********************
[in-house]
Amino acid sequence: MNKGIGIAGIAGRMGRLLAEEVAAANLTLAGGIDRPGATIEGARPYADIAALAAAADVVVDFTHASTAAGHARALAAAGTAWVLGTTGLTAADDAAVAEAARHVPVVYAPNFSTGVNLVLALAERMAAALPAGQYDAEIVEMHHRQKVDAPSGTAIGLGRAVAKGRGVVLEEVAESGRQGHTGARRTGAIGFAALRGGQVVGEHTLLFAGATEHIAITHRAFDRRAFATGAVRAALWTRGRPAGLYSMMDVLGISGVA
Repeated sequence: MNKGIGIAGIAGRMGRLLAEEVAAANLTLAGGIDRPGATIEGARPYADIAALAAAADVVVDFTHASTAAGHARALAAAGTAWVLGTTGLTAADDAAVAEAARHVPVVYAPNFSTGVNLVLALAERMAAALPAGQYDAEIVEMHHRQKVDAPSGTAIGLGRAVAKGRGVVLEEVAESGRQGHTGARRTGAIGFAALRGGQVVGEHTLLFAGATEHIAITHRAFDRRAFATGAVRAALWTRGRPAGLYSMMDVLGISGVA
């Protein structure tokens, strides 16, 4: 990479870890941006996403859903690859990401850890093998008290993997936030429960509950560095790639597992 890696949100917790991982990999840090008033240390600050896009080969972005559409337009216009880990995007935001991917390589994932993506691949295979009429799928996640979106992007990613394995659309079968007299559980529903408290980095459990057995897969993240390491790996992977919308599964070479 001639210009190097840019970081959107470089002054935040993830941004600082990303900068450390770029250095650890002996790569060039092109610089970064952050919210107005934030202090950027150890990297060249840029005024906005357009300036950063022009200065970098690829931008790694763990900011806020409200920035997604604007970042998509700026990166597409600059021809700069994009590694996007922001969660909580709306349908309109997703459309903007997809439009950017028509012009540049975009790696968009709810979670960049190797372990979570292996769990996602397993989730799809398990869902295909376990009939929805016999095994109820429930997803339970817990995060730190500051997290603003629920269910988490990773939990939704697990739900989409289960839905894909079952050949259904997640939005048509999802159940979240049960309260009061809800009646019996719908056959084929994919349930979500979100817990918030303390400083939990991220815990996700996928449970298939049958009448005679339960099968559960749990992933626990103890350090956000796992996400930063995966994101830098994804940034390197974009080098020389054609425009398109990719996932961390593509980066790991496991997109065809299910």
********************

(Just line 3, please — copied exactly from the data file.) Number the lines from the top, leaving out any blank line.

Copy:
Repeated sequence: MNKGIGIAGIAGRMGRLLAEEVAAANLTLAGGIDRPGATIEGARPYADIAALAAAADVVVDFTHASTAAGHARALAAAGTAWVLGTTGLTAADDAAVAEAARHVPVVYAPNFSTGVNLVLALAERMAAALPAGQYDAEIVEMHHRQKVDAPSGTAIGLGRAVAKGRGVVLEEVAESGRQGHTGARRTGAIGFAALRGGQVVGEHTLLFAGATEHIAITHRAFDRRAFATGAVRAALWTRGRPAGLYSMMDVLGISGVA